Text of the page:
NASA Could Blast Bacteria To Mars And Make Rocket Fuel With It For Deep Space Travel
As space travel and habitation technologies advance forward, we inch ever closer to the day humans will walk on the surface on Mars. Researchers understand that returning humans home from Mars, however, will more than likely require a Martian-based fuel supply and data suggests bacteria may be the solution.
NASA's Artemis program is slated to put mankind back on the surface of the moon by 2024. And Blue Origin's low-orbit business park is supposed to begin by mid-decade. With information gleaned from these current advancements, it is not hard to imagine that we will finally succeed in taking humans to Mars as well.
The reality of traveling to Mars is that it would require a large amount of rocket fuel, which equates to a much heavier and costly payload. So, shipping the required propellants and oxygen required for a return trip back to earth is simply not a viable option with current technology. It would require an estimated 30 tons of methane and liquid oxygen (LOX) to power a launch of a Mars Ascent Vehicle (MAV) from the surface of Mars into low orbit. This translates into a 500 ton payload at the cost of approximately $8 billion dollars. Researchers have recognized this problem and have been hard at work devising a method to produce the necessary rocket propellant and oxygen needed on Mars itself.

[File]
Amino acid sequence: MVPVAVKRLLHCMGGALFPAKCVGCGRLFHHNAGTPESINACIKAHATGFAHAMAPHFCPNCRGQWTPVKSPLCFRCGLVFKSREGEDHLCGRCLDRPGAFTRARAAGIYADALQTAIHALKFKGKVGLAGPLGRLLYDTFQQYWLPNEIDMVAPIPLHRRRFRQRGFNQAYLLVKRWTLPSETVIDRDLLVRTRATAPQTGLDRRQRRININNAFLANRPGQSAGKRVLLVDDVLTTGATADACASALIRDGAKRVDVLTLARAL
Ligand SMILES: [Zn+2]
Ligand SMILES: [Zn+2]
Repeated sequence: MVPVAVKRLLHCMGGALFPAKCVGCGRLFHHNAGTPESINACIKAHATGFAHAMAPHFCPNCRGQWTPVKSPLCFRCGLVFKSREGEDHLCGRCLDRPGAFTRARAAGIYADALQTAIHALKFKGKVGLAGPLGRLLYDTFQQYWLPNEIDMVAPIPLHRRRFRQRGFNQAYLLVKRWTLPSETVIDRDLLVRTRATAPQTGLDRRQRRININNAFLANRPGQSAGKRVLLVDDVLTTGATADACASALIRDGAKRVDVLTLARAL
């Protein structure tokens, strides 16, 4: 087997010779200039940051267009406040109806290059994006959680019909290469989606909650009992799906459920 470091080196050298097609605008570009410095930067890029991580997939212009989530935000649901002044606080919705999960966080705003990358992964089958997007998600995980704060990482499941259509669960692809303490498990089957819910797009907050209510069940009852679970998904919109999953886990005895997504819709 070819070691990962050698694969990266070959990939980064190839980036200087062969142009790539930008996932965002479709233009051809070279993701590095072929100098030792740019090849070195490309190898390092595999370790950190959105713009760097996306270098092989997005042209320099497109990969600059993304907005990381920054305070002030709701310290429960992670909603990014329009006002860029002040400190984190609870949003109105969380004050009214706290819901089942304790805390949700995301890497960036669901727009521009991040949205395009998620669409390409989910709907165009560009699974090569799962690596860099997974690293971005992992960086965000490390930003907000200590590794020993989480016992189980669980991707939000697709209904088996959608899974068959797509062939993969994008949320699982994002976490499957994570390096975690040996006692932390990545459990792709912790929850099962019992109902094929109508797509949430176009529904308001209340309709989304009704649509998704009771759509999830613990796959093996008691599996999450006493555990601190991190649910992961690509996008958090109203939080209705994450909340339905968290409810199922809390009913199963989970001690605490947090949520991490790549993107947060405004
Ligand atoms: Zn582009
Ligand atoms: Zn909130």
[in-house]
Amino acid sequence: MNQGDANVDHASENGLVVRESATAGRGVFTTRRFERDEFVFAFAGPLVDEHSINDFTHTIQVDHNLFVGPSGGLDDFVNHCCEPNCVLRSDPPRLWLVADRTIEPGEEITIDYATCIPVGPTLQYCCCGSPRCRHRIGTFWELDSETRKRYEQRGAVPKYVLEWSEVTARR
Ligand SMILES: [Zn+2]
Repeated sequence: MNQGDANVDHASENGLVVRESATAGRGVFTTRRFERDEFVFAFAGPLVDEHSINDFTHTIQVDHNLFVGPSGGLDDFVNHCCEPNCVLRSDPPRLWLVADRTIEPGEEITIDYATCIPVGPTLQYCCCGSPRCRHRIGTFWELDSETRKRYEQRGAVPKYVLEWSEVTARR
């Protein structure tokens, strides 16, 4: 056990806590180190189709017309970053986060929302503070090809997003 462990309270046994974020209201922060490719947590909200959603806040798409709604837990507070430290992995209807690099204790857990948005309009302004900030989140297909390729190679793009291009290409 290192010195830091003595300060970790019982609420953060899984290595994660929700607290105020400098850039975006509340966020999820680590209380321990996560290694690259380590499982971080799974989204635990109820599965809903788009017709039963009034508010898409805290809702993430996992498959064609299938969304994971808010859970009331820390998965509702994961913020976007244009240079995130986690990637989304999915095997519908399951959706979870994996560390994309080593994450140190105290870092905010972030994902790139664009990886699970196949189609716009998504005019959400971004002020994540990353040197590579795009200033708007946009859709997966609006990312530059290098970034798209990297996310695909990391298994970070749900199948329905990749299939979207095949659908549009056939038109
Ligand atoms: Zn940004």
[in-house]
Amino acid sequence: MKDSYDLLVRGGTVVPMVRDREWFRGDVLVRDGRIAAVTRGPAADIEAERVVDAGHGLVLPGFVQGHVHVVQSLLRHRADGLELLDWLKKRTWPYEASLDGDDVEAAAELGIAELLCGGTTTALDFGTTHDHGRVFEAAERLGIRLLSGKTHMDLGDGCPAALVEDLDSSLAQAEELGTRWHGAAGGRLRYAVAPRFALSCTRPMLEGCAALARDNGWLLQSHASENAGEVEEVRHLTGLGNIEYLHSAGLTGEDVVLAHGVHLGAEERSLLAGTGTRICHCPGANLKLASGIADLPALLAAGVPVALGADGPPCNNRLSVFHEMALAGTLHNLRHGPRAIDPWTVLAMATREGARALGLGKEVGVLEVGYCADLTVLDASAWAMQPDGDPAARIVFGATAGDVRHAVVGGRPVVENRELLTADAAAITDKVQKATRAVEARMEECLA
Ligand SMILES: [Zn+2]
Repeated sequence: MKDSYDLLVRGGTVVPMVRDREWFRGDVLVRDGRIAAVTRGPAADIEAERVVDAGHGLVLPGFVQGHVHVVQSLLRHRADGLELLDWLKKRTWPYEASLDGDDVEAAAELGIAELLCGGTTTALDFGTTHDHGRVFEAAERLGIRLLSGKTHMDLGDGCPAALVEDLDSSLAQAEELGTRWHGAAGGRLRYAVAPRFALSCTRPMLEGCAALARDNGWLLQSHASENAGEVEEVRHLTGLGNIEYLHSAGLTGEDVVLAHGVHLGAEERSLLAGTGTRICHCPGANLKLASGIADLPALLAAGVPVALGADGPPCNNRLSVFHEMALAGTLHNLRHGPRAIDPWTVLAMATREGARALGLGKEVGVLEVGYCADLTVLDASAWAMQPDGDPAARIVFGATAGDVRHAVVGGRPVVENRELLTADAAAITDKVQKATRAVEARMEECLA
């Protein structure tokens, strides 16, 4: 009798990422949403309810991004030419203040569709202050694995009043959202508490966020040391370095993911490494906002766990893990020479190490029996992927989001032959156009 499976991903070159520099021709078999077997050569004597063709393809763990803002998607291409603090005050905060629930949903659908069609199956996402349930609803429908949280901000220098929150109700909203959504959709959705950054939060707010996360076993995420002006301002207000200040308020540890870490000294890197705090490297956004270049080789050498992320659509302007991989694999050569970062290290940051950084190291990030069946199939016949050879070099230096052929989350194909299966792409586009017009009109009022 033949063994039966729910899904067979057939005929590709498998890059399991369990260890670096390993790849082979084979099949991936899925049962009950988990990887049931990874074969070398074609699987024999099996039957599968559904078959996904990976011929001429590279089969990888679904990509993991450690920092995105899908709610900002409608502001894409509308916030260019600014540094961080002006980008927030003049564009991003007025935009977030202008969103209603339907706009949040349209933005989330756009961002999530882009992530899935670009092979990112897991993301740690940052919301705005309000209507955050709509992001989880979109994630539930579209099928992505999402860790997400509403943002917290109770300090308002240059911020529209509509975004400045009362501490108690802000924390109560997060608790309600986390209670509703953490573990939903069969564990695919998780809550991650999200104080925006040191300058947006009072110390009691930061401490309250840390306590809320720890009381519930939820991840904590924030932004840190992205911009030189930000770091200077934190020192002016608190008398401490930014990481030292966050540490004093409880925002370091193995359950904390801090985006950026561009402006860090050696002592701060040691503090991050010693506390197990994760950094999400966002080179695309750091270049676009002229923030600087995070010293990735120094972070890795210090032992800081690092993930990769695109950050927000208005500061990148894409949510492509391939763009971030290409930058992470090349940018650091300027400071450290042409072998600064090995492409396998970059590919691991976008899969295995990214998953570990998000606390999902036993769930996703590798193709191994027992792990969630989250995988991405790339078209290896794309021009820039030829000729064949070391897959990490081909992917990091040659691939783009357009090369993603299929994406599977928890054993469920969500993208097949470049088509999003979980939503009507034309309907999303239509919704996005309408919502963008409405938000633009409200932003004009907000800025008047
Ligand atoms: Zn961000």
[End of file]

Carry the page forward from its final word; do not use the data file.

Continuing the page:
A group of researchers at the Georgia Institute of Technology are suggesting a biotechnology-enabled in situ resource utilization (bio-ISRU) strategy. It would leverage Martian conditions, such as low gravity, abundant Carbon Dioxide, water, and access to sunlight, to produce a Martian based rocket propellant. This method would also alleviate much of the initial launch weight and eliminate safety risks associated with transporting large stock piles of rocket propellant.
Researchers have also taken into account the much lower temperatures on Mars compared to here on Earth. Mars has an average temperature of -55 degrees Celsius, which is not ideal for microbial growth. They have suggested several different methods of achieving a temperature of around 25 degrees Celsius, which -- while not optimal -- would allow for sufficient microbial growth.
One of the proposed methods for obtaining a sufficient temperature is composed of four modules. The first being cyanobacterial cultivation in photobioreactors or biofilm growth. The second, consists of cyanobacteria biomass preprocessing composed of biomass concentration via membrane filtration and enzymatic digestion in a stirred tank. The third being a microbial fermentation of the cyanobacterial glucose to produce the 2.3-BDO. And finally the fourth module using 2.3-BDO extraction and separation via sequential liquid-liquid extraction and membrane separation to achieve 95% purity. (See below for a visual of how these modules may appear)
The proposed ideas by researchers can be found by visiting the website for Nature Communications. The proposal goes a bit deeper into the science behind the ideas brought forth.
As NASA prepares to launch its Artemis program early next year, it does so thinking it may one day help enable a manned Mars mission. Ideas such as those proposed by the researchers at the Georgia Institute of Technology will help NASA moving forward as it figures out how to overcome the many barriers that currently exist in transporting humans to and from Mars.